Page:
WATERLOO — A Waterloo man has been sentenced to 15 years in prison on gun charges after a federal judge found he intentionally shot and killed a man in an apartment in May 2019.
Alberto Quinto-Pascual, 37, wasn’t formally charged with murder in the death of Alejandro Franco, who died after he was found with a gunshot would to his head in a West Eighth Street apartment.
But Quinto was charged with being a drug user in possession of a firearm and possession of a firearm with an obliterated serial number — a .32-caliber break-action revolver he acquired in a drug transaction — in federal court.
Police said the fatal shot came from Quinto’s revolver, and in a move to enhance his punishment, Assistant U.S. Attorney Lisa Williams argued Quinto was the person holding the gun when Franco was shot.
On Friday, District Court Judge C.J. Williams, no relation, backed the government’s conclusion, finding Quinto’s actions in line with second-degree murder.
The finding moved punishment for the gun charges out of the guideline sentence range of three to four years in prison and pushed it beyond the maximum of 15 years.
The judge sentenced Quinto to 15 years.
Quinto is a citizen of Mexico, and likely will be deported following his prison time.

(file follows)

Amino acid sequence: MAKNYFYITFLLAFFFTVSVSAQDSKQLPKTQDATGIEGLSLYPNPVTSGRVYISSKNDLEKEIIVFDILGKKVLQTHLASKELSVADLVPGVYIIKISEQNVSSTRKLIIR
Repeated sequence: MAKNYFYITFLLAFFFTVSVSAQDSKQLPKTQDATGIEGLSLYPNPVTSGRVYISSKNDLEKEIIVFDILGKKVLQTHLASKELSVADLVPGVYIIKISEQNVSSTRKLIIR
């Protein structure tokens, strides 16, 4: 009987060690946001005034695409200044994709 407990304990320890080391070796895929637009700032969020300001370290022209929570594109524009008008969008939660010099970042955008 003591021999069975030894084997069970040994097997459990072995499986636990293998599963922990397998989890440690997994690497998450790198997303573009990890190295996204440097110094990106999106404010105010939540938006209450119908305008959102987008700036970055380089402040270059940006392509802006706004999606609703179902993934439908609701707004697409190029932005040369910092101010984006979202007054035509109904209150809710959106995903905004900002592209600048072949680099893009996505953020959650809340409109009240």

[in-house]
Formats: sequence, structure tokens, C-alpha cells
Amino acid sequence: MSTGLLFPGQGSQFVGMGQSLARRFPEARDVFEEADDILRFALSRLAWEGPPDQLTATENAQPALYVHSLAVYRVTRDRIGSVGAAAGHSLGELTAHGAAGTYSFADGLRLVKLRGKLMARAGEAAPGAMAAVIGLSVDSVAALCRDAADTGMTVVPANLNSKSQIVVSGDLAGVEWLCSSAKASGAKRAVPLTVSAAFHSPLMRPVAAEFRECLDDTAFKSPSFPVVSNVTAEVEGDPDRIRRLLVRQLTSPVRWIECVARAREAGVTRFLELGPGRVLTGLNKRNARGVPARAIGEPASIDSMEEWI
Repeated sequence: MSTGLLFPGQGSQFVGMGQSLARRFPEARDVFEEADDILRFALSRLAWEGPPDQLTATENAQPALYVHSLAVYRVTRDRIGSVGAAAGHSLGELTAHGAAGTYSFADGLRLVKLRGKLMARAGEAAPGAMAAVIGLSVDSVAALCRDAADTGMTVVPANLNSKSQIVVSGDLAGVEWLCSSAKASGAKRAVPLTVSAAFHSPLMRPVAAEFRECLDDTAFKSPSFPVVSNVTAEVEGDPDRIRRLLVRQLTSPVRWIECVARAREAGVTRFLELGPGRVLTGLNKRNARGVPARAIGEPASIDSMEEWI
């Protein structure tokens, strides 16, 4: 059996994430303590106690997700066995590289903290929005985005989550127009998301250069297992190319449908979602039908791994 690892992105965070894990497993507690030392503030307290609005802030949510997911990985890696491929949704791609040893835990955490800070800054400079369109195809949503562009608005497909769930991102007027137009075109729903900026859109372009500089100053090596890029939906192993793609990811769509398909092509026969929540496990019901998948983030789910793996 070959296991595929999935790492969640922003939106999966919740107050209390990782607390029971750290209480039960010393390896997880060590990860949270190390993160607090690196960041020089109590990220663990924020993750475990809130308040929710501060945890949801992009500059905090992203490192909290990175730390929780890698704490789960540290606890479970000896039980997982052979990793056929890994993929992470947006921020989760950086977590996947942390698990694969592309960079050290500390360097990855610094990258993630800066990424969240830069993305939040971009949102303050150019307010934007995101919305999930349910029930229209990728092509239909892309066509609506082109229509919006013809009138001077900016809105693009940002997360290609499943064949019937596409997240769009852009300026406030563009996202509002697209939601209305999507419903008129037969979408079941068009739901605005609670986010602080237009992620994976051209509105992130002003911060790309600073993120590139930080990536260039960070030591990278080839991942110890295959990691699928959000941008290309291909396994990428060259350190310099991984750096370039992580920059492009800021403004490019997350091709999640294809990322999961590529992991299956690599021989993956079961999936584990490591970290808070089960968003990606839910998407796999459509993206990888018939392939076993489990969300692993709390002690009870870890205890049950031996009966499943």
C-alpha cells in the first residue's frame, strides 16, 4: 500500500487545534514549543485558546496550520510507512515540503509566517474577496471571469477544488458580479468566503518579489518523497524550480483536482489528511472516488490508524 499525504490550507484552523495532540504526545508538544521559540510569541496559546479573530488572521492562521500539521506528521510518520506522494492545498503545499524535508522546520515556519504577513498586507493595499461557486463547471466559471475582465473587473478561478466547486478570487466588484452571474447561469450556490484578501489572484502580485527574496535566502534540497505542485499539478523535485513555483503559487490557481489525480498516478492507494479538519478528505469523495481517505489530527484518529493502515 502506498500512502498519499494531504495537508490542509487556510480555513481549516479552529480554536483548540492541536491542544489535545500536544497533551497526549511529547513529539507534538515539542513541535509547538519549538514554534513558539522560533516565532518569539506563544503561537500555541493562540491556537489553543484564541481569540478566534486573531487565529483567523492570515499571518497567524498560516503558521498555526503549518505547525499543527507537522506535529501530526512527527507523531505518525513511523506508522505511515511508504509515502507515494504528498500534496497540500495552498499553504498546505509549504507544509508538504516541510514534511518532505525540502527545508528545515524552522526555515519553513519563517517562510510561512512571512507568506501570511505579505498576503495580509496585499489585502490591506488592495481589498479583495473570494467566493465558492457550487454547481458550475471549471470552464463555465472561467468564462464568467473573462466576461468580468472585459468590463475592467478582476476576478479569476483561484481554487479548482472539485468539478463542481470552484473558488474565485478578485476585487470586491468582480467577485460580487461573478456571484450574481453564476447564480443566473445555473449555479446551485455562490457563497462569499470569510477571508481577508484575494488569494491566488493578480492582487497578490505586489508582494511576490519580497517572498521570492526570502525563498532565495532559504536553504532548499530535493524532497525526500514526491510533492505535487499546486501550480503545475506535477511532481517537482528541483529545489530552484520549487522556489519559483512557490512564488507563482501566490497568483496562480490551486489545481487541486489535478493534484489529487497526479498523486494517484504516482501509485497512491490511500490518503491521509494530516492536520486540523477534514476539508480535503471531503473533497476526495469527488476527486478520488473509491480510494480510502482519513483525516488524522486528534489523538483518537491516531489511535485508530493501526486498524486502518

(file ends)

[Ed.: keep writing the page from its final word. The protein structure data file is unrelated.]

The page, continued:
Franco’s family members were in the courtroom for the ruling and said they appreciated the work of the Waterloo Police Department and the U.S. Attorney’s Office for the Northern District of Iowa in investigating the case.
“I just want to thank you guys for bringing peace to us,” his older brother, Ricardo Franco, said.
Relatives said they can’t forgive Quinto for what he did.
“We will leave it in God’s hands,” one sister said.
Following the shooting, Quinto told police he had just met Franco at a bar that night, and they went to a house where he was staying to smoke methamphetamine and drink beer. He said Franco asked to see Quinto’s revolver, and then placed the empty weapon to his head and pulled the trigger.
Quinto told police he took back the gun and loaded it but later emptied it and returned it to Franco when Franco asked for it again. He said he then looked away for a second and heard a gunshot and saw Franco collapse on a couch.
Quinto then hid the gun, went blocks to a friends house and eventually called 911.
During a Thursday hearing, Quinto’s attorney said Franco accidentally shot himself while playing with the weapon.
Judge Williams said he didn’t believe Quinto’s account and pointed to evidence showing it would have been difficult for him to hold the gun at the angle needed to land the shot behind his right ear. Evidence also showed there were no signs the shot came from close range.
Other witnesses during the hearing said Franco and Quinto actually knew each other and worked construction together.
Jailhouse witnesses housed with Quinto said Quinto told them he thought Franco was cooperating with authorities and needed to die.
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